While the exact nature of any incentives that would be provided by the Prospect founders, Kennedy-Wilson and Kennedy-Wilson Holders and/or their respective affiliates has not been determined as of the date of this proxy statement/prospectus, they might include, without limitation, arrangements to protect such investors or holders against potential loss in value of their shares or public warrants, including the granting of put options and the transfer to such investors or holders of shares of common stock or public warrants owned by the Prospect founders for nominal value. Any incentives provided to a stockholder would be privately negotiated with each stockholder who wishes to enter into such transactions. As these arrangements will be made with stockholders who would otherwise have voted against the transaction, such incentives would benefit stockholders who have voted in favor of the transaction knowing that these arrangements are possible, and/or who wish to remain long-term stockholders of the post-merger company and who would like the transaction to be consummated, because these arrangements increase the likelihood that the transaction will indeed be consummated. Accordingly, Prospect believes that these arrangements are in the interest of all stockholders because there is an opportunity for all stockholders to get the choice that they prefer. Stockholders who wish to sell their shares and receive cash may have an opportunity to do so, and those who support and vote in favor of the transaction and who wish to remain stockholders of the post-merger company have an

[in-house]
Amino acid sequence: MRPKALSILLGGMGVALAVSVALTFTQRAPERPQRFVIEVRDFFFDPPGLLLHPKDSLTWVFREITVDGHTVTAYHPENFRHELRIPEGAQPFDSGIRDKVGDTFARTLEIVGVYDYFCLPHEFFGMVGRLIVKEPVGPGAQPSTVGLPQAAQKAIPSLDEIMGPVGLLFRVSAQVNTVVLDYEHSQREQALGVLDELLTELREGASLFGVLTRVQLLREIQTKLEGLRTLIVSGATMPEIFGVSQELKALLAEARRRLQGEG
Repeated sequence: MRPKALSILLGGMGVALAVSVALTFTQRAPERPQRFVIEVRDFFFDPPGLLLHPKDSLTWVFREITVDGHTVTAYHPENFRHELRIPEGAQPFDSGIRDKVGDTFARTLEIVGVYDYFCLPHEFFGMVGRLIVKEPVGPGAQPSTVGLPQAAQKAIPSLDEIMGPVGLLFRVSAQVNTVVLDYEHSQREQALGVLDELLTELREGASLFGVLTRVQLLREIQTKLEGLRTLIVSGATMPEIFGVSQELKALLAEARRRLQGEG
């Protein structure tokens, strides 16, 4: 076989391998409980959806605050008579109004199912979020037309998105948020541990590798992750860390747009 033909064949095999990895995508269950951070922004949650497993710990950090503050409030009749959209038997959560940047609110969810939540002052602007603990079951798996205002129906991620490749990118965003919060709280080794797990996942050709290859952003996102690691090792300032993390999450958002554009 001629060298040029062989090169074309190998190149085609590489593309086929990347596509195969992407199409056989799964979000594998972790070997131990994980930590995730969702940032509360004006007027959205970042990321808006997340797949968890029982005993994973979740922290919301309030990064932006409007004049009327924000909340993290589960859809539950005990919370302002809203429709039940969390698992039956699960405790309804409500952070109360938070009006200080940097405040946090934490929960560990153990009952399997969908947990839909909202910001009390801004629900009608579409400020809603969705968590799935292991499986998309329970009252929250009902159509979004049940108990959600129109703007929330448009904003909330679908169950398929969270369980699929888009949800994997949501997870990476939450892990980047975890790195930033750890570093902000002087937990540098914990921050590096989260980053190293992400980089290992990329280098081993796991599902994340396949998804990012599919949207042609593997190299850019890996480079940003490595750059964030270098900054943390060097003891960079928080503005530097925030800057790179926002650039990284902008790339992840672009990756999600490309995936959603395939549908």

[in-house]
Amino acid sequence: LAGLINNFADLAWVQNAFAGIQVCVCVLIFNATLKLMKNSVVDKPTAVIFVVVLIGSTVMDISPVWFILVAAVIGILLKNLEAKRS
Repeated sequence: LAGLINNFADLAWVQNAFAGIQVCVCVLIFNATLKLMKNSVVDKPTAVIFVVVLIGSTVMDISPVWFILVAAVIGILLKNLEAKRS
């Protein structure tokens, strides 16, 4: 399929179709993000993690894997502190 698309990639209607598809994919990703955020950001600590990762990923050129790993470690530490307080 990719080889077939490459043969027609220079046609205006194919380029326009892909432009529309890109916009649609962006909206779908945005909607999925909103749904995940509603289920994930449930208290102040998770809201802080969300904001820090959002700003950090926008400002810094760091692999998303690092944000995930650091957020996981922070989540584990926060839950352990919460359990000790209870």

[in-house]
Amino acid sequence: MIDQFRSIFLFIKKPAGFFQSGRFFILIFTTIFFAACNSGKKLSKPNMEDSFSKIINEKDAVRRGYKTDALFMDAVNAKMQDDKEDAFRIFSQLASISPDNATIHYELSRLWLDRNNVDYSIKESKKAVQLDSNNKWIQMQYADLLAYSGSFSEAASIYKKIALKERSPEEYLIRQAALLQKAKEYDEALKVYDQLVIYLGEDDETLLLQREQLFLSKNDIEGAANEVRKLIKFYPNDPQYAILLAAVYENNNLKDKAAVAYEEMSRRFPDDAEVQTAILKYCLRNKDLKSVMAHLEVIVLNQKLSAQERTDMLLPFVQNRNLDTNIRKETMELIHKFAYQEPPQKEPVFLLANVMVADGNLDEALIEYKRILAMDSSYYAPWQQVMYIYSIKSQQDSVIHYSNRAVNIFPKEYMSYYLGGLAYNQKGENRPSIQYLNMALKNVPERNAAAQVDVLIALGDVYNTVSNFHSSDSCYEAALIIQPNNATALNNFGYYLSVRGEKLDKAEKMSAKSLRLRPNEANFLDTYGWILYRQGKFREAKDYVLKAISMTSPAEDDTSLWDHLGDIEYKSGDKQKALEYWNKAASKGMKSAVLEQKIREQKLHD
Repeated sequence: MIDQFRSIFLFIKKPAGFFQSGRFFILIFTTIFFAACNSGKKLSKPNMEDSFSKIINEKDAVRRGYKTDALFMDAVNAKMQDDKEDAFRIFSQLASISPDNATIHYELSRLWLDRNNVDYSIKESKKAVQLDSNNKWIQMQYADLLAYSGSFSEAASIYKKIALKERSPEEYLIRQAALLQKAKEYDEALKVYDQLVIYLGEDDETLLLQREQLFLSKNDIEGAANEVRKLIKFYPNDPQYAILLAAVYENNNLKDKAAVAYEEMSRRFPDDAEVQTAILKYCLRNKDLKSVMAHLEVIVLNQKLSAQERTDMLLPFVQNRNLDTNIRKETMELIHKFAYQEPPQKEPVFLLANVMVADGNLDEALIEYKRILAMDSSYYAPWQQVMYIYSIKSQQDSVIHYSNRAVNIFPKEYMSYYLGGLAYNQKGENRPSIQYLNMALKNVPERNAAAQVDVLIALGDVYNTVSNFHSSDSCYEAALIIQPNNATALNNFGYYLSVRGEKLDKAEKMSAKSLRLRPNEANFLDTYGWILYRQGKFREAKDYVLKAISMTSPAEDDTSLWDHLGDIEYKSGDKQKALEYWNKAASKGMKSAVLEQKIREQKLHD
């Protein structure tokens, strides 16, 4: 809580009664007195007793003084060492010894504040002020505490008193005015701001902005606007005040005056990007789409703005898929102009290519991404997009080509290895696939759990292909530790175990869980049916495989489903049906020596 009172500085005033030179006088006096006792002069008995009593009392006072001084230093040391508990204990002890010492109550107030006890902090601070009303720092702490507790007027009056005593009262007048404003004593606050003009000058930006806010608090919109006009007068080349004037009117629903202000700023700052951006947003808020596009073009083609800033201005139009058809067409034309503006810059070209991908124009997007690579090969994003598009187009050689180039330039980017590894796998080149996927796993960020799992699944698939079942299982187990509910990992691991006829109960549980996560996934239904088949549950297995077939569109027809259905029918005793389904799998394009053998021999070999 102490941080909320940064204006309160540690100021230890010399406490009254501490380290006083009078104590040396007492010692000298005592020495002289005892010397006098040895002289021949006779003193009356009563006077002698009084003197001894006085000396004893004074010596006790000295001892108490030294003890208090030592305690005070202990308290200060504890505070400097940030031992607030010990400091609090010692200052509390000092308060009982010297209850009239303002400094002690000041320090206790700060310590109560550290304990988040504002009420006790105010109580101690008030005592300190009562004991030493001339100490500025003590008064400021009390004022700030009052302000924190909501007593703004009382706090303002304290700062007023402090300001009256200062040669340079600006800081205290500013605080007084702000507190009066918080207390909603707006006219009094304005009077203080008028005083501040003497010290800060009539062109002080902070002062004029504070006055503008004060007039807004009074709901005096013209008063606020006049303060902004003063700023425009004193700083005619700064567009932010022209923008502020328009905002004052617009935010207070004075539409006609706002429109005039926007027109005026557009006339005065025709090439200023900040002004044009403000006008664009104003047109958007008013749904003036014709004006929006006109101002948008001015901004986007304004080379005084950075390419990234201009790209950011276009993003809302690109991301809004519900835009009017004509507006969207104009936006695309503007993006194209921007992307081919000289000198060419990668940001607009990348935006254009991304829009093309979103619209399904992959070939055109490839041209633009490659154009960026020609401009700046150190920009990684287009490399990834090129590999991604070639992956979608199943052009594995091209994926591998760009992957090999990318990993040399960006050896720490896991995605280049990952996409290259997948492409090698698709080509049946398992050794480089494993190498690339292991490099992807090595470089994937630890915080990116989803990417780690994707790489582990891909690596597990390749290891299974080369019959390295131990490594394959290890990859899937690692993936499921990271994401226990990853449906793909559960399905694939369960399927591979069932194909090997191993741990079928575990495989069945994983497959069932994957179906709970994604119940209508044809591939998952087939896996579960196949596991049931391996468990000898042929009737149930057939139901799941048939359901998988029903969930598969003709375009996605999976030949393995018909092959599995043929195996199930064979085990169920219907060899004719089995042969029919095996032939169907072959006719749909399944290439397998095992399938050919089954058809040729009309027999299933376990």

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increased chance of doing so. The amount and nature of any such incentives would be determined based on the willingness of those parties to incur the time and legal expense necessary to effect such an arrangement and would be the result of an arms-length negotiation between the respective parties. Certain holders of Prospect common stock may not be offered any such incentives because, based on information publicly provided by other special purchase acquisition companies entering into similar arrangements, Prospect believes that such stockholders are not interested in a entering into an arrangement contingent upon consummation of the transaction and/or in expending the time or cost that may be associated with entering into such arrangements. In addition, there are certain other stockholders who have expressed to Prospect a desire to continue to hold their shares in Prospect and to be long-term investors in the post-merger company and accordingly are not interested in entering into these types of arrangements.